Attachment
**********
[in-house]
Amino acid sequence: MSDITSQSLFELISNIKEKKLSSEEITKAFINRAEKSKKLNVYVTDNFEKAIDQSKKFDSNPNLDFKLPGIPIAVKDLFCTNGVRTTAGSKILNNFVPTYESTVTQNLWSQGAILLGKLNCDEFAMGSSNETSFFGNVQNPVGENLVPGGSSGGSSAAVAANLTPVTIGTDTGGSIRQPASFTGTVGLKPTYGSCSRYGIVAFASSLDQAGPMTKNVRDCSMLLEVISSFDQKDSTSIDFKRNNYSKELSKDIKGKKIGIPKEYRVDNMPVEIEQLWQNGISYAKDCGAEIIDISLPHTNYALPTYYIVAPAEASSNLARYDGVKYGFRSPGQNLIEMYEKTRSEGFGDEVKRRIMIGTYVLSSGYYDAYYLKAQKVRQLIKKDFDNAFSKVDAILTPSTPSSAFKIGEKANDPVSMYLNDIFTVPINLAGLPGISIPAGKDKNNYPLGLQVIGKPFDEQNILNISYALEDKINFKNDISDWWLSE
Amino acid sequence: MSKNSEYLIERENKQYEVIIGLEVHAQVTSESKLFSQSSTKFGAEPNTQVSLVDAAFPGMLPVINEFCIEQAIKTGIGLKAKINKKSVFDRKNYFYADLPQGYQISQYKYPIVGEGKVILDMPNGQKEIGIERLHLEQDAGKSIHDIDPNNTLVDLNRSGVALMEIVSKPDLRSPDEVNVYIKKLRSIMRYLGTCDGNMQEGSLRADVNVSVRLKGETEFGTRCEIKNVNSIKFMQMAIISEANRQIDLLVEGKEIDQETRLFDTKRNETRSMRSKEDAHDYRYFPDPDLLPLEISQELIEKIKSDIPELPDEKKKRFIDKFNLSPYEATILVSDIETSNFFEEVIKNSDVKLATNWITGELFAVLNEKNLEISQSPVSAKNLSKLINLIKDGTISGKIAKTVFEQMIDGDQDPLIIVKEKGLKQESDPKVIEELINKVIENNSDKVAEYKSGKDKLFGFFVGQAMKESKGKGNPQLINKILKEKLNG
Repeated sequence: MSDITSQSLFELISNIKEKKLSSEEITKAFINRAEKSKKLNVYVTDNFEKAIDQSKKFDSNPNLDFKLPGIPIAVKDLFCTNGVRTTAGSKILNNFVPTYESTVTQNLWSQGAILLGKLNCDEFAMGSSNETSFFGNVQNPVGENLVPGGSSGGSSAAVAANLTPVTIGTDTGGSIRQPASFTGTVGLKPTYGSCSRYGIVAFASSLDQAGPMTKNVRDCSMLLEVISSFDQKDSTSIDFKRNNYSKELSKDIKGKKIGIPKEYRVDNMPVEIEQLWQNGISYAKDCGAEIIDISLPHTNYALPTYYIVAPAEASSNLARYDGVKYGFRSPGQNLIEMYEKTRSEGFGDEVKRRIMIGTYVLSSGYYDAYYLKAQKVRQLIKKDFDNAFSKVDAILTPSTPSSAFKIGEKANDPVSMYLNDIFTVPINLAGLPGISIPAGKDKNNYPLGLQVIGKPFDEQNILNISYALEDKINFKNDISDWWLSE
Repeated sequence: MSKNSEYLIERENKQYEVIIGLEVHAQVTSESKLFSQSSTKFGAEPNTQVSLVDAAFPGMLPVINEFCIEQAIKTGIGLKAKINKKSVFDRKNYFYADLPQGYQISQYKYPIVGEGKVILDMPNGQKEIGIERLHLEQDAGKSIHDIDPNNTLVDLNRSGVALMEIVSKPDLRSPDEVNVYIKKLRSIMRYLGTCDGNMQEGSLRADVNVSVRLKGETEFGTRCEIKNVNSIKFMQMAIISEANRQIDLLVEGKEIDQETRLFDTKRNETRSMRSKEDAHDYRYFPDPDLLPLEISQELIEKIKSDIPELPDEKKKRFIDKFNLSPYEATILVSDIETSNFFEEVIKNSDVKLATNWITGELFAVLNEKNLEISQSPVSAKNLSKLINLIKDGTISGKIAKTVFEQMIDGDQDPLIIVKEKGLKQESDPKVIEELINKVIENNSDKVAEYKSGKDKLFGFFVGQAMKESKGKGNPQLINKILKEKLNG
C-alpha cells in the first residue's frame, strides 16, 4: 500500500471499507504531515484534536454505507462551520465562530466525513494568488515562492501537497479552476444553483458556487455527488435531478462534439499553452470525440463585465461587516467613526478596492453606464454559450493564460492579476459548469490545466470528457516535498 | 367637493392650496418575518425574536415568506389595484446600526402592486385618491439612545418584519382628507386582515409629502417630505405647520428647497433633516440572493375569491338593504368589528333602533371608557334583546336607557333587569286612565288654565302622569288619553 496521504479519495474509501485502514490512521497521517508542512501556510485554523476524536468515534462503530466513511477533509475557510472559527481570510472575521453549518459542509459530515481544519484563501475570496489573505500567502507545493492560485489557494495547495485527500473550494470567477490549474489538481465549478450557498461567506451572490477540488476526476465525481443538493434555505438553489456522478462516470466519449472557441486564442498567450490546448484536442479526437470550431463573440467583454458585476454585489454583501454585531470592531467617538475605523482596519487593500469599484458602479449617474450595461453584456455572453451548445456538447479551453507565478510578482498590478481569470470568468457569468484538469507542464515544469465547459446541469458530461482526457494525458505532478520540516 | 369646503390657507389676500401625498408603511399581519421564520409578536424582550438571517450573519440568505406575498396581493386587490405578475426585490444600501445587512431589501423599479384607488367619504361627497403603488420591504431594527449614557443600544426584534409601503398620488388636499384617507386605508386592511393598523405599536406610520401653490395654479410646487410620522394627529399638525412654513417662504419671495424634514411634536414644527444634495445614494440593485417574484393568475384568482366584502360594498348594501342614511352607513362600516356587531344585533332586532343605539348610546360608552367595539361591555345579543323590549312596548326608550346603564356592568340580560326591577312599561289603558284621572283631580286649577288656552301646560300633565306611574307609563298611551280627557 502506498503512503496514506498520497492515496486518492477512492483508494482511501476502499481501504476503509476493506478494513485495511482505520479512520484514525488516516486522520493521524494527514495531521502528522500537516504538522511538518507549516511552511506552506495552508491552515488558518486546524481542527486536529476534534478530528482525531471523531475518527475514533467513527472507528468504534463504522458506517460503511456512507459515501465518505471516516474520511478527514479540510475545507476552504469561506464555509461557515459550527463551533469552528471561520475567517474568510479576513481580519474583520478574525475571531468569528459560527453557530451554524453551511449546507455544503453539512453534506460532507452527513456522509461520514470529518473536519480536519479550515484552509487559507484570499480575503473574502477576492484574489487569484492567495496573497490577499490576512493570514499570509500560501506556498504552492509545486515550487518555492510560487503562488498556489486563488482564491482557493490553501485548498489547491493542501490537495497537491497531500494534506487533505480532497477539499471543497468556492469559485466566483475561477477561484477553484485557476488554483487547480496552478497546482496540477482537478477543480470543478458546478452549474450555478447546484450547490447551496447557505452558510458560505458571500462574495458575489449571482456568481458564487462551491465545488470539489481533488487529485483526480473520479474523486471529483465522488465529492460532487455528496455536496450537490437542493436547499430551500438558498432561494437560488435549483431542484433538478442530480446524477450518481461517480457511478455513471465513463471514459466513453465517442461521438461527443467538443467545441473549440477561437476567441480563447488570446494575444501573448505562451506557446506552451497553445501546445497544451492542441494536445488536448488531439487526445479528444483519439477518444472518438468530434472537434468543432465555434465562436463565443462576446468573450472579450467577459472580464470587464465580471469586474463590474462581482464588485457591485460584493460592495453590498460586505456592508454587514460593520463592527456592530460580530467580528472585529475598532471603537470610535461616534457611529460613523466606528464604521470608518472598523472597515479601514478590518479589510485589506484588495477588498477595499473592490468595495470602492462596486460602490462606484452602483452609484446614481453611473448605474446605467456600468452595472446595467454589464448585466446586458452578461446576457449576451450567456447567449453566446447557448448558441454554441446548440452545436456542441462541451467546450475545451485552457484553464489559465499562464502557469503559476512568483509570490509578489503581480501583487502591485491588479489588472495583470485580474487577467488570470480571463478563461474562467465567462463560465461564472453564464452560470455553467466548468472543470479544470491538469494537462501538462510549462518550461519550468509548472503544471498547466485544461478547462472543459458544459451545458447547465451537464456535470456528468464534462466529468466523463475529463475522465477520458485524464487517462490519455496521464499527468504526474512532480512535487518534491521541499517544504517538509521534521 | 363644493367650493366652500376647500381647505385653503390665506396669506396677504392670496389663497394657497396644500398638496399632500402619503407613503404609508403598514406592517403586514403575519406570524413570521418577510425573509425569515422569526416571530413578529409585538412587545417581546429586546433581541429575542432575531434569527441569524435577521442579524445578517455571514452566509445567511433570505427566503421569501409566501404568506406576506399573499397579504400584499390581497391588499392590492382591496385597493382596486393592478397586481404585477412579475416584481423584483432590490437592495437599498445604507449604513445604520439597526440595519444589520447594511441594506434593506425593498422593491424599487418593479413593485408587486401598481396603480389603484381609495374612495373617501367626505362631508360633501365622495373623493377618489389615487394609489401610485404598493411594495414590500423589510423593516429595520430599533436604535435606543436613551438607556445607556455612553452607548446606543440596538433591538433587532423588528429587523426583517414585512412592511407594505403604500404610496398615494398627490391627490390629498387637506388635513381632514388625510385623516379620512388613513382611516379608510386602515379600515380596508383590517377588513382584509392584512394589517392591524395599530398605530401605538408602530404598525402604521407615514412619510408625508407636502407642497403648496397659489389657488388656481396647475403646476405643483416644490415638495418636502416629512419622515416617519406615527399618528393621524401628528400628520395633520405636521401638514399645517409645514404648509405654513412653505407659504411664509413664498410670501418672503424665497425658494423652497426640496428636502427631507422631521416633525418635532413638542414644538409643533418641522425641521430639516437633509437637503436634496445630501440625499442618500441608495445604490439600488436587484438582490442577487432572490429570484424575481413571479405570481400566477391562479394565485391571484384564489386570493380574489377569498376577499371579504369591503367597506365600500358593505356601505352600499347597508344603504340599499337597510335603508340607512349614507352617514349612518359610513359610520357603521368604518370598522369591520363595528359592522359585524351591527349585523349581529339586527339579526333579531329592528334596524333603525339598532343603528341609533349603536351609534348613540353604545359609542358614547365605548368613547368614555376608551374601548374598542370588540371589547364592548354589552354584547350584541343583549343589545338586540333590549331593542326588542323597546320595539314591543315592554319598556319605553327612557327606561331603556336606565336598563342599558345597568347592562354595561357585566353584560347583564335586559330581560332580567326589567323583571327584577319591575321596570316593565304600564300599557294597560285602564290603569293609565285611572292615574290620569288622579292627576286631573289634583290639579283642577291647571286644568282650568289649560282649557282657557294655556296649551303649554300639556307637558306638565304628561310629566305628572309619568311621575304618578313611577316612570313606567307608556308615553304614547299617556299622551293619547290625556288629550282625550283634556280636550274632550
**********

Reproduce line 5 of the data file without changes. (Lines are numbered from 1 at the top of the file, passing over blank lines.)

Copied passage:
Repeated sequence: MSKNSEYLIERENKQYEVIIGLEVHAQVTSESKLFSQSSTKFGAEPNTQVSLVDAAFPGMLPVINEFCIEQAIKTGIGLKAKINKKSVFDRKNYFYADLPQGYQISQYKYPIVGEGKVILDMPNGQKEIGIERLHLEQDAGKSIHDIDPNNTLVDLNRSGVALMEIVSKPDLRSPDEVNVYIKKLRSIMRYLGTCDGNMQEGSLRADVNVSVRLKGETEFGTRCEIKNVNSIKFMQMAIISEANRQIDLLVEGKEIDQETRLFDTKRNETRSMRSKEDAHDYRYFPDPDLLPLEISQELIEKIKSDIPELPDEKKKRFIDKFNLSPYEATILVSDIETSNFFEEVIKNSDVKLATNWITGELFAVLNEKNLEISQSPVSAKNLSKLINLIKDGTISGKIAKTVFEQMIDGDQDPLIIVKEKGLKQESDPKVIEELINKVIENNSDKVAEYKSGKDKLFGFFVGQAMKESKGKGNPQLINKILKEKLNG